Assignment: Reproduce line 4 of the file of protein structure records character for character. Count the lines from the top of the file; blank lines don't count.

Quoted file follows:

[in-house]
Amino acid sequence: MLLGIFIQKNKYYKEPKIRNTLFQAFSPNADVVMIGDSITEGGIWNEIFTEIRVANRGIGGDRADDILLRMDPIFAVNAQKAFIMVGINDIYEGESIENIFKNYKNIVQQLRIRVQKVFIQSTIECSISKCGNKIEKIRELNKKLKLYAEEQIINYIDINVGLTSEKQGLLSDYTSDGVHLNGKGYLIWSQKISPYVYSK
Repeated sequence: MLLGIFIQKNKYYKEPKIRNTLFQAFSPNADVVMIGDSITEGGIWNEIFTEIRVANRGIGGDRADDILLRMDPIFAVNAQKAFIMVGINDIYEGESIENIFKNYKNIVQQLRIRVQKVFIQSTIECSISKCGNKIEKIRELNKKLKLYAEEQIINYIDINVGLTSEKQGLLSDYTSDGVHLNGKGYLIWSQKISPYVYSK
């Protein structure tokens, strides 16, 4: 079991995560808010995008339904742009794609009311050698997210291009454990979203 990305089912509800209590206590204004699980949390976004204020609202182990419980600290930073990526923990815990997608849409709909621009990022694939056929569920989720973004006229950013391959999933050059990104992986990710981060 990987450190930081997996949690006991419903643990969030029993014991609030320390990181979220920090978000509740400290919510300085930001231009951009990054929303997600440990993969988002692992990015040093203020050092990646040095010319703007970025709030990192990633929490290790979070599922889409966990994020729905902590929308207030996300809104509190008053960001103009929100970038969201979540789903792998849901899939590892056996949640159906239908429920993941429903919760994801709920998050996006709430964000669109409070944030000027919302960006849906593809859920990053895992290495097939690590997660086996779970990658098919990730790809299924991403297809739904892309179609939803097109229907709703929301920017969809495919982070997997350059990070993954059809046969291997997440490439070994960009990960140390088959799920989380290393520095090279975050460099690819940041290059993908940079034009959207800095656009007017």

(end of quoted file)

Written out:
């Protein structure tokens, strides 16, 4: 079991995560808010995008339904742009794609009311050698997210291009454990979203 990305089912509800209590206590204004699980949390976004204020609202182990419980600290930073990526923990815990997608849409709909621009990022694939056929569920989720973004006229950013391959999933050059990104992986990710981060 990987450190930081997996949690006991419903643990969030029993014991609030320390990181979220920090978000509740400290919510300085930001231009951009990054929303997600440990993969988002692992990015040093203020050092990646040095010319703007970025709030990192990633929490290790979070599922889409966990994020729905902590929308207030996300809104509190008053960001103009929100970038969201979540789903792998849901899939590892056996949640159906239908429920993941429903919760994801709920998050996006709430964000669109409070944030000027919302960006849906593809859920990053895992290495097939690590997660086996779970990658098919990730790809299924991403297809739904892309179609939803097109229907709703929301920017969809495919982070997997350059990070993954059809046969291997997440490439070994960009990960140390088959799920989380290393520095090279975050460099690819940041290059993908940079034009959207800095656009007017």